Effects of Ultraviolet Light and High-Pressure Processing on Quality and Health-Related Constituents of Fresh Juice Products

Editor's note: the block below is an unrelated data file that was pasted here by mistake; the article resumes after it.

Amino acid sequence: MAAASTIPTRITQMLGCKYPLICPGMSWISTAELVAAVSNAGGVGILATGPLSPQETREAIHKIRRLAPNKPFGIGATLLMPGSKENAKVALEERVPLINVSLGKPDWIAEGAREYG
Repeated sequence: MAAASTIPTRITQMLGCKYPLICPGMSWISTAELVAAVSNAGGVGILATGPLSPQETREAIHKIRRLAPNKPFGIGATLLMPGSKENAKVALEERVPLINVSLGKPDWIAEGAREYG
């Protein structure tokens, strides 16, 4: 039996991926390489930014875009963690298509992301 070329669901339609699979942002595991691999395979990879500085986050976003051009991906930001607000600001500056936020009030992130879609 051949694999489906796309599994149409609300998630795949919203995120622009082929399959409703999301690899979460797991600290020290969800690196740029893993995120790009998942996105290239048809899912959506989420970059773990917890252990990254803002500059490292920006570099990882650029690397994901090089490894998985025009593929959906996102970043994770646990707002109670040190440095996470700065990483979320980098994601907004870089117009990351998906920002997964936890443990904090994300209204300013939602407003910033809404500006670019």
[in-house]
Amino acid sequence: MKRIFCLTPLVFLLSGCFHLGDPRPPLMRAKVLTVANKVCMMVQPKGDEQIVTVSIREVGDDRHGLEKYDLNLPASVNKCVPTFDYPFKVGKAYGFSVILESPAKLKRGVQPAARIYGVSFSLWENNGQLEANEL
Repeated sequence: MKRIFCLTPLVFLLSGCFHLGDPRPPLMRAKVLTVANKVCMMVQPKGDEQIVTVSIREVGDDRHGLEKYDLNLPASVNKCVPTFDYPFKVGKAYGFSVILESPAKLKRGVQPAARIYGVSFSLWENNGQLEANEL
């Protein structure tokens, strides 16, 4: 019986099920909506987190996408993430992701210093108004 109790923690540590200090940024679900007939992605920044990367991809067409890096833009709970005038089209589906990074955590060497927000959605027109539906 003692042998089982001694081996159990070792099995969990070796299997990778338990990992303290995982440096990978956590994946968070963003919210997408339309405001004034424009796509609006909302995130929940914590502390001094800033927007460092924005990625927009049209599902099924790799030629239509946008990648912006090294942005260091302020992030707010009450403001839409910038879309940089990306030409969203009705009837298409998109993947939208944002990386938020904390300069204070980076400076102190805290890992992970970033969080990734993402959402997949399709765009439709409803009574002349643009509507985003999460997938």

Fresh juices are highly popular beverages in the global food market. They are perceived as wholesome, nutritious, all-day beverages. For a fast growing category of premium juice products such as cold-pressed juices, minimal-processing nonthermal techniques such as ultraviolet (UV) light and high-pressure processing (HPP) are expected to be used to extend shelf-life while retaining physicochemical, nutritional, and sensory characteristics with reduced microbial loads. Also, UV light and HPP are approved by regulatory agencies and recognized as one of the simplest and very environmentally friendly ways to destroy pathogenic organisms. One of the limitations to their more extensive commercial application lies in the lack of comparative effects on nutritional and quality-related compounds in juice products. This review provides a comparative analysis using 92 studies (UV light: 42, HPP: 50) mostly published between 2004 and 2015 to evaluate the effects of reported UV light and HPP processing conditions on the residual content or activity of bioactive compounds such as vitamins, polyphenols, antioxidants, and oxidative enzymes in 45 different fresh fruit and vegetable juices (low-acid, acid, and high-acid categories). Also, the effects of UV light and HPP on color and sensory characteristics of juices are summarized and discussed.